Conservative Education–Part 3: O Canada! O Technology!
So last night at the ISI honors program (after a long and luxurious dinner at a great restaurant), we actually had a speaker from CANADA—a brilliant professor of political philosophy (who, with a beautiful, booming voice, is also an opera star). His topic was the view of America from Canada. (As usual, this post contains my reflections on the most instructive presentation–not so much a presentation of what the speaker actually said.)
Canada, from the nation’s beginning, embodies conservative criticism of America’s revolutionary tradition. The Tories who opposed our revolutionaries and remained loyal to the British government (aka the Loyalists) often went to Canada. And Canada’s founding—authorized by an act of Parliament—was sort of the antithesis of a revolution.
The Canadians have traditionally been a lot less about individual liberty and more about humane order and good government. So the stock Canadian criticism of America is that we’re selfish, imperialist, chaotic individualists who aren’t attentive to the details that make civilized social life possible. In Canada, the Royal Canadian Mounted Police went West before many settlers, insuring that law and order would show up before the people who needed to be governed. Our West, of course, was pretty wild and lawless there for a while, which was good for John Ford and John Wayne. These days we can see that this line of Canadian criticism retains much truth; all we have to do is compare, say, Toronto with any major American city.
Probably the best Canadian thinker—George Grant—published the deservedly highly influential Lament for a Nation (1965). Grant lamented the disappearance of Canadian distinctiveness; his nation had become more or less Americanized. To be American, Grant thought, was to be technological, to be all about the mastery of nature for human convenience and the unlimited satisfaction of our material desires. All that was left to remind us of the Canadian and, more generally, pre-technologoical past were “intimations of deprival,” We long for what we’re missing, but we’ve lost even the words to express what’s true about the goodness of human life and the goodness of being.
Grant’s understanding of America as the most modern part of the modern world owed a lot to the German philosopher Martin Heidegger. Heidegger’s polemic against reducing knowing and being to technology has had a huge influence on both the American left and right. Grant was also indebted to the great philosopher Leo Strauss, who once called the fundamental modern or technological impulse “the joyless quest for joy” (aka the pursuit of happiness). And he, finally, was indebted to the Russian/French thinker Alexandre Kojeve, who wrote that the end of history is here and all that’s left to do is work out the details of the universal and homogeneous (and so dehumanizing) state that’s enveloping us all.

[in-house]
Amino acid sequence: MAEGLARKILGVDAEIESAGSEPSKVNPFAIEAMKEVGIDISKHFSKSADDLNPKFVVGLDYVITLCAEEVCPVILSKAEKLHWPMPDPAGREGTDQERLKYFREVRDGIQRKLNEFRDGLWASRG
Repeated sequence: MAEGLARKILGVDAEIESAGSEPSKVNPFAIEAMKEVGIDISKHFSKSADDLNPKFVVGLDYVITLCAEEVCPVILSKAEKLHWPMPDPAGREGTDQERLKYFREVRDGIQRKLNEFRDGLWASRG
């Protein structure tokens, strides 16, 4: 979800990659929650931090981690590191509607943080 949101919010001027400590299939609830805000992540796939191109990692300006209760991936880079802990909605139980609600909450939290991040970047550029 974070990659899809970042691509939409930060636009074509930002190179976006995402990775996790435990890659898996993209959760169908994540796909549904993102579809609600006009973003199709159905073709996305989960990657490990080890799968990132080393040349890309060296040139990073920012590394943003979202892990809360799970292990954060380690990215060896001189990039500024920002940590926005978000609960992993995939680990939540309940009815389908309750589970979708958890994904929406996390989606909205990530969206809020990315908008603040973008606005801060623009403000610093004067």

This kind of Canadian line of criticism of America has sometimes been called RED and TORY. (I realize I’m using RED TORY loosely—and the phrase has a somewhat different meaning in Canadian politics today). It’s RED because it’s based on the thought that a decent nation has strong political institutions, and that among these are, for example, the national provision of medical care for everyone. The Canadian view is that the exteme economic inequality and the extreme insecurity of the unfortunate in our country are both most uncivilized.
But this criticism is also TORY because a decent society depends on strong traditions—encouraged by government—that support the family, churches, and the perpetuation of particular communities—including some social hierarchy. The RED TORY can’t be confused with a Communist or even an American socialist.
The American LIBERTARIAN, we can say, is the opposite of RED TORY so understood. That means, of course, the Canadian conservative as described by Grant is not much like most American conservatives. An American RED TORY would be a kind of mixture of liberal/progressive on the economic front and a tough cultural conservative. It would be really hard to be such an American conservative—given that we fought so hard at different different times in our history to defeat both the REDS and the TORIES.
Canada has changed a lot since 1965, but I’ll pass over that fact for now.
I’ll conclude, instead, by telling you that our Canadian speaker concluded by emphasizing that Grant was wrong or at least a big-time exaggerator about America. It’s far from the case that everything has been subordinated to technology here. And a Canadian conservative can observe much about our country that is more conservative, even from a Canadian point of view, that Canadian life today. He called attention to the enduring strength of American religion, the admirable loyalty of the Americans to their Founders and their Constitution (and their corresponding willingness to die for the nation that secures their rights), and the constitutionalist foundation of much of our relatively intense political participation (yes, he did mention the Tea Party). In their devotion to the American tradition, American localism, and the duties of American citizenship, most members of the Tea Party can’t be confused with libertarians (or, of course, Red Tories).